gCube is strongly data-oriented. Contrary to other environments for the grid, the approach taken within the gCube system to the management of files and other resources goes in the direction of a fine-grained control not only over files, but also over metadata referring to them and their relationships. Resources available in the infrastructure are described using a custom data model, the so called Information-Object model. This allows to store, even at the lowest level of interaction, not only the raw content files, but also a plentiful of other meta-informations, like properties and inter-relationships. On the base of this simple but flexible model, it is also possible to build more abstract and rich data models. The Storage Management Service is a fundamental piece of a gCube architecture. Its role is to take care of the storage of data, and provide through its interface an abstraction to storage based on the info-object model. Building on this basic data model, other services in the Information Organization family provide to other gCube services more sophisticated data models to manage complex documents, document collections, metadata and annotations.
The elementary constructs of the Information Object Model are information-objects and object references. They can be visualized respectively as nodes and arcs in a graph. An ER model clarifying how these constructs fit together is shown in Figure 1.
An information object (IO) represents an elementary information unity. It is uniquely identified by an Object Identifier (OID), is labelled with a name1 and a type2 and Information optionally annotated with a number of properties. These properties are simple key-type-value associations. Finally, it can be associated with a raw-content. The raw content of an object is content of any kind. The model hides the actual storage details of the content of an object, that can be for instance stored as a file in gLite or as BLOB-field in a database, or maintained in storage facilities not under direct control of the Information Organization Services, e.g. as file stored in a remote server and accessible through some protocol like http, ftp or gridftp. An object reference “links” two information objects. Each object might (i) reference many other objects and (ii) be referenced by many objects (m-n relationship). A reference is directed, it is labelled with a type attribute, called primary role, a secondary role, that may optionally further specify the function of the primary role3, and a position attribute, that allows to build ordered graph structures. It can also be associate with a number of other properties. The generality of this simple information model allows to build complex data-structures. Services within the Information Organization stack build on top of this model to offer a more structured and specific view of data. In particular, they can specialize the semantics attached to the labels used to annotate information objects and references, and thus creates new connections and properties used to construct custom data structures.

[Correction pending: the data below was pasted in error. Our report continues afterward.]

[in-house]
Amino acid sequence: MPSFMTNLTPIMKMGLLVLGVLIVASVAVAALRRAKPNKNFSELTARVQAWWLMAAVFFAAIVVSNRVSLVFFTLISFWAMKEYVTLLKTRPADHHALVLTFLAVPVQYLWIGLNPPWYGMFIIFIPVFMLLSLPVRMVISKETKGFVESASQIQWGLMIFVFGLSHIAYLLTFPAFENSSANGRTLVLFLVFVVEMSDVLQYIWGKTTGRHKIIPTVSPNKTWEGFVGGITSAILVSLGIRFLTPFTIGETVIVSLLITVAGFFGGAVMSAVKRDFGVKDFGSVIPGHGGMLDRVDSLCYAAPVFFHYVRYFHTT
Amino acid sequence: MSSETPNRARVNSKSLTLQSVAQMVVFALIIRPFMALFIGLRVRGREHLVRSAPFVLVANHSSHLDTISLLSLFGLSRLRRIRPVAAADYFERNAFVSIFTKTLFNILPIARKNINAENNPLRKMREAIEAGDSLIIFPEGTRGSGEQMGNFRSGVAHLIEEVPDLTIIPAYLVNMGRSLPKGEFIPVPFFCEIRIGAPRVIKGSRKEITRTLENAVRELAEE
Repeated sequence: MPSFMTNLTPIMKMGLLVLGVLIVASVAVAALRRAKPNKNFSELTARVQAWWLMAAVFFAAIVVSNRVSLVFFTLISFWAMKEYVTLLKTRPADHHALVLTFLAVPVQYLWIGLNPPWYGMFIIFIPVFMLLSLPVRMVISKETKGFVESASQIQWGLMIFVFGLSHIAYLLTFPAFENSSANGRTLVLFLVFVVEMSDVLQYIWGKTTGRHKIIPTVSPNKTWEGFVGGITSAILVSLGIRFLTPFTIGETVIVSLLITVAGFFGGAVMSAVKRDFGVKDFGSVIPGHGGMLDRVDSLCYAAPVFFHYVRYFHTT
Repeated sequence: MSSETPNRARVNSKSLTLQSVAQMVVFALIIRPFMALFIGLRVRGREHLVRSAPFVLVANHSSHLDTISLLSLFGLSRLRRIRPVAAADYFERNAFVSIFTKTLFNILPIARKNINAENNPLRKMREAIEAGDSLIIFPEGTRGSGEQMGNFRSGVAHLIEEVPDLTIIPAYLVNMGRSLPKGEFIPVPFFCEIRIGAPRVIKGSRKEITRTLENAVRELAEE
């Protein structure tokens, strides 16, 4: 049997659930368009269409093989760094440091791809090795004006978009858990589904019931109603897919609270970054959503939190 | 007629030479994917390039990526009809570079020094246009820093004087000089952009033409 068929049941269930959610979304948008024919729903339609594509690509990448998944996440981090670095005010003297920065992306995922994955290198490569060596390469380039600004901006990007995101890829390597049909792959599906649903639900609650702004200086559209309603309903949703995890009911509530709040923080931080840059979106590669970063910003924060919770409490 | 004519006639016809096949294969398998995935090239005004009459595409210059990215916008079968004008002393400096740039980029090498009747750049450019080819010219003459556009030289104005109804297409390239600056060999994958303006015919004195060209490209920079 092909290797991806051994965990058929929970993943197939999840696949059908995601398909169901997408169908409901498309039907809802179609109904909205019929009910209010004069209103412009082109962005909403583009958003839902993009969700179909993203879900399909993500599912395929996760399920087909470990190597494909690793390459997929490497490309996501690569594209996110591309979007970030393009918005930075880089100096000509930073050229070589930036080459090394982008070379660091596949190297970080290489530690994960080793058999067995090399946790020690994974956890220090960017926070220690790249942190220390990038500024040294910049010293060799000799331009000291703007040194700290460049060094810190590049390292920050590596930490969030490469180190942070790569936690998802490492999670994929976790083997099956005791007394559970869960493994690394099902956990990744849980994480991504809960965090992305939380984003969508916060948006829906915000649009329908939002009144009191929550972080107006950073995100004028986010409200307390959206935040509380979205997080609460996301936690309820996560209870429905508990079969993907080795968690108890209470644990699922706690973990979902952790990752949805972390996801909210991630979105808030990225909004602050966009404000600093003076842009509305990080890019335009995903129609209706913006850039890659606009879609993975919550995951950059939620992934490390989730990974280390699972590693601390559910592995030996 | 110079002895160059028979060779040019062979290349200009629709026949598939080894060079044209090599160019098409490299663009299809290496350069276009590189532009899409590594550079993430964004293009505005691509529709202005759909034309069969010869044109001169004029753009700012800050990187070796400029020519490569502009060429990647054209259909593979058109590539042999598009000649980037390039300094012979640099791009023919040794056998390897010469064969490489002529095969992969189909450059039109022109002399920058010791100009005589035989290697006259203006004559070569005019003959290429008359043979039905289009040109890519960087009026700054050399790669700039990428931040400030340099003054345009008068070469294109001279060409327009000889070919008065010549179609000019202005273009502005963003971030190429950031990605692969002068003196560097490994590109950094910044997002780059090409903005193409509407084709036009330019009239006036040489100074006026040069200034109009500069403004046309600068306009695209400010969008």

Detailed Service Description
The Storage Management Service provides the operations defined on Information-Objects by the Information-Object model introduced above. This includes assignment of storage properties, set up of inter-object relationships, and connection of an information object with a raw content (i.e. a file). Part of this information is internally maintained by the Storage Management Service, stored in a relational DBMS, whose logical schema is depicted in Figure 2. The raw content of information objects can be stored internally, using a file-system based mechanism, or stored in a distributed way on the grid (for example reside at an ftp site).
This schema models the essential features of the information-object model introduced in the previous section. An Information Object is characterized by an OID, comprises a number of storage properties, can be seen as an abstraction over different types of contents and can reference other Information Objects via relationships. It can be noticed that the type and the name of the Information Object are not modelled explicitly in this schema. This attributes are managed as if they were just another storage properties, and constrained (when necessary) only at the application level. The other properties attached to an Information Object (and their intended semantics) are in general not defined in advance. However, the storage management itself attaches semantics to a number of properties which are used to handle or optimize the storage of info.objects and the access to them. These are: